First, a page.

Literally and figuratively, Kansas and Missouri stand at the crossroads of the United State’s quest for an “all-of-the-above” energy policy. Located in the heartland of the United States, these states enjoy abundant access to traditional and renewable energy resources. Just as importantly, the central location of Kansas and Missouri place these states in a critical segment of the national infrastructure that is needed to transport those resources to population centers across the country. With proper planning, these critical investments create an excellent opportunity to create jobs and bolster the economies of communities throughout the region.
Generation and Production
With the second best wind resource in the United States, the State of Kansas has made great strides in developing a robust wind industry over the last few years. In 2011 in particular, Kansas boasts eight major wind projects under construction, is set to nearly double its installed capacity in the span of a single year and leads the country in wind project construction.
In Missouri, the most recent successes involve solar energy. Based in large part on a solar carve-out in the state Renewable Energy Standard and a $2.00 per kilowatt rebate for net-metered solar installations, both of which were introduced as part of an overwhelmingly approved 2008 voter ballot initiative, Missouri has enjoyed a recent surge in small to mid-sized solar projects over the last year.
Oil & Gas
As with renewables, the Midwest region is ideally located to reap tremendous benefits from its access to traditional fuel resources. In particular, due to its prime location on the Mississippian Lime Play, Kansas has enjoyed a surge in oil and gas developments across the state. From March to July of 2012 alone, the Kansas Corporation Commission approved roughly 3,000 Notice of Intent to Drill filings.
Transmission & Pipeline Infrastructure
Regardless of whether it is moving north, south, east or west across the country, a significant amount of the electricity, oil, natural gas, or coal produced in the United States will pass through Kansas or Missouri at some point. As a result, it is vital that both Kansas and Missouri adopt well-reasoned policies to ensure that the states can enjoy the economic benefits that come with this infrastructure, and to avoid any bottlenecking of these valuable resources.
It is no surprise that the renewable energy being generated in remote locations across the Midwest is only useful if it can be transported to consumers. Fortunately, there are a number of companies currently constructing transmission lines that create a modern, robust electricity grid across the region. These projects include Clean Line Energy’s 700-mile Grain Belt Express Clean Line, Kansas City Power & Light’s and the Omaha Public Power District’s proposed 190-mile Missouri to Nebraska line, ITC Great Plain’s 225-mile KETA Project, and the 122-mile “V-Plan” line being built by ITC Great Plains and Prairie Wind Transmission, a joint venture of Westar Energy and Electric Transmission America.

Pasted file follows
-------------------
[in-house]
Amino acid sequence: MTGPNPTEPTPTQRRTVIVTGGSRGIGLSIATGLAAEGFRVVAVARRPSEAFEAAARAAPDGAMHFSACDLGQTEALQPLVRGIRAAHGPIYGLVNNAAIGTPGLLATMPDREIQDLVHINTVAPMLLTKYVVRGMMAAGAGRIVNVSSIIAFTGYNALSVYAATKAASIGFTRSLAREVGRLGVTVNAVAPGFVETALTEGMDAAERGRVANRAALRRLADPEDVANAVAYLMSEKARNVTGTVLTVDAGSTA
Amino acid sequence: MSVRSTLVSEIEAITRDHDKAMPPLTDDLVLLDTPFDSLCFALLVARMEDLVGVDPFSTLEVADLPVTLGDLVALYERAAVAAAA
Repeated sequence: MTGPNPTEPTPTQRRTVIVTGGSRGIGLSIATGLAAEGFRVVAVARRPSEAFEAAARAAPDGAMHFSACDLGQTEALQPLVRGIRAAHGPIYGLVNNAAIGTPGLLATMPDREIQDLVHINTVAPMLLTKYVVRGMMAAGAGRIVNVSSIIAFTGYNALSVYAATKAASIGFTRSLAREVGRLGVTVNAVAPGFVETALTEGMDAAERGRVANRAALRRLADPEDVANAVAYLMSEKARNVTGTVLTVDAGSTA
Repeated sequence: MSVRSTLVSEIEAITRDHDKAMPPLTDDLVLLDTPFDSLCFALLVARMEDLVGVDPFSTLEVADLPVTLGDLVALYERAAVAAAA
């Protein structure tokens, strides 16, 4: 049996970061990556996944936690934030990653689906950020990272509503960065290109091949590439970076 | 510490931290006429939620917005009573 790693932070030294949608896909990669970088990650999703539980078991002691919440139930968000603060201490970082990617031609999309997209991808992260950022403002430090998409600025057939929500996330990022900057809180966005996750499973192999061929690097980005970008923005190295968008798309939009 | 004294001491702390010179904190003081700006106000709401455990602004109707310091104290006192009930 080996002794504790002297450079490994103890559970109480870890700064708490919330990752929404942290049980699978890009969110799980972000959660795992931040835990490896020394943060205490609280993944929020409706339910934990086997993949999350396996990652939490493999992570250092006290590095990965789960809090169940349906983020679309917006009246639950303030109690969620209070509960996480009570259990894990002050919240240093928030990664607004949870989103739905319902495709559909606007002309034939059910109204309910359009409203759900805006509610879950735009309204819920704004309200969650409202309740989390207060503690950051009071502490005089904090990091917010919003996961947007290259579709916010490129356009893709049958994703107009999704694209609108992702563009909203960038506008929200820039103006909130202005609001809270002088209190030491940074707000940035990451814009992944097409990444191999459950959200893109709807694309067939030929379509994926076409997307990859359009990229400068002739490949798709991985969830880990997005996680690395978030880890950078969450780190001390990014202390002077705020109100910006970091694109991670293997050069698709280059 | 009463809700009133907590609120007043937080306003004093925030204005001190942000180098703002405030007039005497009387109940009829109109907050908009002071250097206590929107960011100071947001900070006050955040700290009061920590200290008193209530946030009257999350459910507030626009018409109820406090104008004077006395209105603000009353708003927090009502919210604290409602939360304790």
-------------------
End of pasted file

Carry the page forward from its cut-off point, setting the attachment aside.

Just as with the electricity transmission lines, the influx of new oil and natural gas projects across the Midwest have dramatically increased demand for a strong pipeline infrastructure. Both Kansas and Missouri have made great strides in this regard recently. For example, Missouri hosts portions twelve interstate natural gas pipelines, including the largest state-to-state pipeline in the region, the Southern Star Central Gas Pipeline Company’s line. Other notable interstate pipelines include those developed by ANR Pipeline Co., Centerpoint Energy Gas Transmission Co., Mississippi River Transmission Corp., Panhandle Eastern Pipeline Co., and Texas Eastern Transmission Corp.
An Energy Policy for the Future
Whether you look at renewable resources or traditional fuel resources, it is clear that Kansas and Missouri are ideally located to play a national role as both a producer and courier for our nation’s future energy supply. All that is required is a well-reasoned set of policies that ensure that these industries can develop at their full potential, and that local communities that host these developments receive appropriate economic rewards. Standing at this crossroads in our nation’s energy policy, the key question is which paths these states will choose to best secure their place as a key player in the United State’s energy future.